• Central line Associated Infections (CLABSI) measure
• Catheter Associated Urinary Tract Infections (CAUTI) measure
• Surgical Site Infection Measure (combined Colon Surgeries and Abdominal Hysterectomies)
For 2017 payment, Clostridium diffiicle and methicillin-esistant Staphylococcus aureus (MRSA) measures will be added to the HAC determination. How can IPs use this data? Calculate a two-year SIR for the appropriate time period. Use the NHSN data analysis component to determine if rates are higher than expected with particular attention on whether the difference is statistically significant. IPs need to keep administration informed and use the in-formation to leverage their position. Good or bad – it can help make the business case.
Surveillance Across the Continuum
With the changing healthcare delivery system, patients receive care at various settings, including acute-care hospitals, skilled nursing facilities (SNFs), and ambulatory clinics. The transition of healthcare delivery from acute-care hospitals to outpatient (ambulatory care) settings, along with ongoing outbreaks and patient notification events, have demonstrated the need for greater understanding and implementation of basic infection prevention guidance as well as surveillance techniques to detect significant community-associated or healthcare-associated events. IPs in the acute-care setting may have oversight for affiliated clinics, outpatient dialysis units, office practices and ambulatory surgery sites. The recent outbreaks of carbapenem-resistant enterobacteriaceae (CRE), which have been linked to duodenoscopes underscores how important surveillance, epidemiology and infection prevention are in outpatient settings. In addition, the U.S. Health and Human Services Department (HHS) has set a goal of tying 85 percent of all traditional Medicare payments to quality or value by 2016 and 90 percent by 2018 through pro-grams such as the Hospital VBP and the Hospital Readmissions Reduction programs.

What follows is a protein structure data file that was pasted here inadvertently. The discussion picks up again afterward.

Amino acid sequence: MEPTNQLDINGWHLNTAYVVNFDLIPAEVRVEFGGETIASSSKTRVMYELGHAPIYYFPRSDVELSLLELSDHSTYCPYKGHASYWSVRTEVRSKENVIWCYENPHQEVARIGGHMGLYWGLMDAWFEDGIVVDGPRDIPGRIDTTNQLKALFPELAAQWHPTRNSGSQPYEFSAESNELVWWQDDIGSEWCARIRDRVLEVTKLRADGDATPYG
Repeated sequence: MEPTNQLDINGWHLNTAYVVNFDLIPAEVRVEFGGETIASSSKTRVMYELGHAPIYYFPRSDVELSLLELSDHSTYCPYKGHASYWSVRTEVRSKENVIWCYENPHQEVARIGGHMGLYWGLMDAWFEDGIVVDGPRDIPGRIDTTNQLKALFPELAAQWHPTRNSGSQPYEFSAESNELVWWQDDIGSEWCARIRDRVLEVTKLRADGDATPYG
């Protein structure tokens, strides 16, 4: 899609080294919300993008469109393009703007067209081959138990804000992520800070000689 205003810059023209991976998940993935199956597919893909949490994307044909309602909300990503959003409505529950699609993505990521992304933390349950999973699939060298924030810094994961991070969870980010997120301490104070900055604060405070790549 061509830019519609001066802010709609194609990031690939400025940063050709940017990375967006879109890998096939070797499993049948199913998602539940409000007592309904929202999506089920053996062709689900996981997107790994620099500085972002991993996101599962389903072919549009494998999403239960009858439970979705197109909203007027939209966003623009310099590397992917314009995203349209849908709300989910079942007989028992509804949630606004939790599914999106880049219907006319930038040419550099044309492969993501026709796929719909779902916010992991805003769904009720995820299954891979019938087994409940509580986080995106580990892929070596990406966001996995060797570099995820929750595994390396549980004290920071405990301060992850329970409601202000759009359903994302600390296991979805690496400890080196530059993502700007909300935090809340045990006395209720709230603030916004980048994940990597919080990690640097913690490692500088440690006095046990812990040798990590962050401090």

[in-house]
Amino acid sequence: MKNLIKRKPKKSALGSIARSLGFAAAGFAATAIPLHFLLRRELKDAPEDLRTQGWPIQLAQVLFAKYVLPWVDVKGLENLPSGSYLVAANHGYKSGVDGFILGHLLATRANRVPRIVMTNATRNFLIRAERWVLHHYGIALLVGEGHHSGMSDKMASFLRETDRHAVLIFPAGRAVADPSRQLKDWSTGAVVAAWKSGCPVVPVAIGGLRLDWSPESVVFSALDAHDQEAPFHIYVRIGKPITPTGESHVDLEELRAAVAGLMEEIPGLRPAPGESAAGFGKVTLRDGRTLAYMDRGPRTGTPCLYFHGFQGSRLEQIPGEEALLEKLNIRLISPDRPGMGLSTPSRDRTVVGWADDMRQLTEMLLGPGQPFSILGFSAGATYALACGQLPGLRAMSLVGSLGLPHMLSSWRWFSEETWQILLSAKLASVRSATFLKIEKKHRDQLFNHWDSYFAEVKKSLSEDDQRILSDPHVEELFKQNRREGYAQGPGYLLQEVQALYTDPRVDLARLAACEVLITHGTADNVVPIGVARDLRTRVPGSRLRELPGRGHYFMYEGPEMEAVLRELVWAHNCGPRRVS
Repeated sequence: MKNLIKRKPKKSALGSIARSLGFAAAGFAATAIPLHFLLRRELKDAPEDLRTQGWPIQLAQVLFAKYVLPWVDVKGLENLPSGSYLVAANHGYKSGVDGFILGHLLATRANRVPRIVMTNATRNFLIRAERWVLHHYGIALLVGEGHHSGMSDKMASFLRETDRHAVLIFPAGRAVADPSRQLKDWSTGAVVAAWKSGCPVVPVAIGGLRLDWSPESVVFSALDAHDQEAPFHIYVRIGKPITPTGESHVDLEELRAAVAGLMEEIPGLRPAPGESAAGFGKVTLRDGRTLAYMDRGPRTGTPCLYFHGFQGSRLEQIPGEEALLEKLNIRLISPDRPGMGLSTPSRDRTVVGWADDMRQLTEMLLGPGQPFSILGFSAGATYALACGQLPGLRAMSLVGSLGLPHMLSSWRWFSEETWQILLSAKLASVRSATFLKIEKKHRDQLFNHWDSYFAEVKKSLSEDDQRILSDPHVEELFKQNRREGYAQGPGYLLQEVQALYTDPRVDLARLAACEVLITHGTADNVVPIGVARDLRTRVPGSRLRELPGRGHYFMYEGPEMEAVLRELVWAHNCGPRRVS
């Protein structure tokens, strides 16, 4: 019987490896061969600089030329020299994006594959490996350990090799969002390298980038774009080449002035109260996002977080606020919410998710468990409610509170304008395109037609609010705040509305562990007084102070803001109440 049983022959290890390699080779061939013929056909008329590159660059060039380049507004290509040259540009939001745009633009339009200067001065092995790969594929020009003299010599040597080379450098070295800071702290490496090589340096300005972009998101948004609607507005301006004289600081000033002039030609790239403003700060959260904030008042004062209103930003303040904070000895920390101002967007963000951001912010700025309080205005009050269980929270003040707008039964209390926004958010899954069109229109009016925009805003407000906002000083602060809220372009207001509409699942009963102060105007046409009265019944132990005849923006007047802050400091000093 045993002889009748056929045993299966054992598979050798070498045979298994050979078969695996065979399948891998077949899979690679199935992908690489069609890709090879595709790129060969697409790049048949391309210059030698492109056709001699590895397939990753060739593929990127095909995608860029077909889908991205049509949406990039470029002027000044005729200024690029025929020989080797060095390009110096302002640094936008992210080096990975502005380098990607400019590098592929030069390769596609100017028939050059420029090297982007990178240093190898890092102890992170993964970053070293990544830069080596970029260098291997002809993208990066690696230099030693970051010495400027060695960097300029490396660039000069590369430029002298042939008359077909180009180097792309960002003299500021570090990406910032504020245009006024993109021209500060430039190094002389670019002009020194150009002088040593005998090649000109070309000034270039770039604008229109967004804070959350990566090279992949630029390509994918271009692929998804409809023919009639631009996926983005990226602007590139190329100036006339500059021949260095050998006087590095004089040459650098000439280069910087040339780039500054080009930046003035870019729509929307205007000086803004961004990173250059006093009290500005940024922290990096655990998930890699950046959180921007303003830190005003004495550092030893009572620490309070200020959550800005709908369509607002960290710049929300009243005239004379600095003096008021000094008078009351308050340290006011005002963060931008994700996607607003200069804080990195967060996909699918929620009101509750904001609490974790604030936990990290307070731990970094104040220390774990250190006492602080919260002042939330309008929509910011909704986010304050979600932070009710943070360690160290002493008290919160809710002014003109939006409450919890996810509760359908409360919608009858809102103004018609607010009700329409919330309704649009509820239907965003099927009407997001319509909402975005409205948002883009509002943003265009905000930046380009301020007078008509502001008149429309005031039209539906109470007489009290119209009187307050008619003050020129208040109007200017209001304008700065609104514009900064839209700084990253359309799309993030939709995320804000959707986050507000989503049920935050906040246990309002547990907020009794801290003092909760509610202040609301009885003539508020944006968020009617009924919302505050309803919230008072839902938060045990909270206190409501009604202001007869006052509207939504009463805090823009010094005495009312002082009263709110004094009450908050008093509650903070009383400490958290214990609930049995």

This means that IPs will not only be responsible for HAI outcome measures, but must be involved in activities which focus on preventing read-missions due to infectious complications. Ensuring appropriate patient education, involving patients and families in infection prevention and communicating infection risks across the continuum of care is imperative. This will mean greater coordination of infection prevention efforts by IPs from one care setting to another. The integration of IP programs across multiple settings will require close attention to emerging infectious issues and public policy mandates. As the transition to Accountable Care Organizations (ACOs) and bundled payment arrangements continues to evolve, IPs will face new challenges and opportunities.
Clearly, surveillance is changing. As more organizations have a fully functional EHR, there are tremendous possibilities for the IP including clin-ical decision making, automated alerts to clinicians, syndromic surveillance for infectious diseases, screening for infectious diseases and coordina-tion of care across the continuum, just to name a few.(7) This transition will have a significant impact on the process of surveillance, but effective use of data will require knowledge, commitment and understanding. “Successful IPs know how to chart their own future and look beyond the issues and activities of the moment to see the emerging shifts and circumstances that will ultimately affect healthcare and their role in it.“(8)
As IPs embrace these surveillance and epidemiology imperatives, it will position them to move beyond the traditional model and to function as a leader within the broader context of patient safety.
Linda R. Greene, RN, MPS, CIC, is manager of infection prevention at Highland Hospital, an affiliate of the University of Rochester Medical Center.
1. Scheckler W, Surveillance, foundation for the future: A historical overview and evolution of methodologies, AJIC; April 1997;25; (2) :106–111
3. Greene LR APIC Position Paper: The Importance of Surveillance Technologies in the Prevention of Healthcare Associated Infection
7. Murphy D. Competency in infection prevention: a conceptual approach to guide current and future practice. Am J Infect Control. May 2012; 40(4):296-303.
8. Manning ML. Expanding infection preventionists' influence in the 21st century: Looking back to move forward. Am J Infect Control. Dec. 2010; 38(10):778-783.